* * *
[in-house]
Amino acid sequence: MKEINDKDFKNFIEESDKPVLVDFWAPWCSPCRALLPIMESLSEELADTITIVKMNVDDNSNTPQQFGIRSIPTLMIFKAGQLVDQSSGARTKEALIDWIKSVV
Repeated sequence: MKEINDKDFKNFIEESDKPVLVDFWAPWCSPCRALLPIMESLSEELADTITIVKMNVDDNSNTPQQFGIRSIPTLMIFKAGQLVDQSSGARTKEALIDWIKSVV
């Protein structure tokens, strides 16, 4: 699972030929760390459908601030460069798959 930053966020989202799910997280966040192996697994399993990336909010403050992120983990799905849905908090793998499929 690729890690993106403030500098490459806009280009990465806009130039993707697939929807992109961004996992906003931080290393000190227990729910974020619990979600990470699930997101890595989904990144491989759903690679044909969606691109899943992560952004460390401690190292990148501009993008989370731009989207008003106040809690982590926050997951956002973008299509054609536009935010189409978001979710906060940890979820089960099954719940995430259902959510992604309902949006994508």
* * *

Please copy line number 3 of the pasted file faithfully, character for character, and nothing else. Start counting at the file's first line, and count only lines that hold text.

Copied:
Repeated sequence: MKEINDKDFKNFIEESDKPVLVDFWAPWCSPCRALLPIMESLSEELADTITIVKMNVDDNSNTPQQFGIRSIPTLMIFKAGQLVDQSSGARTKEALIDWIKSVV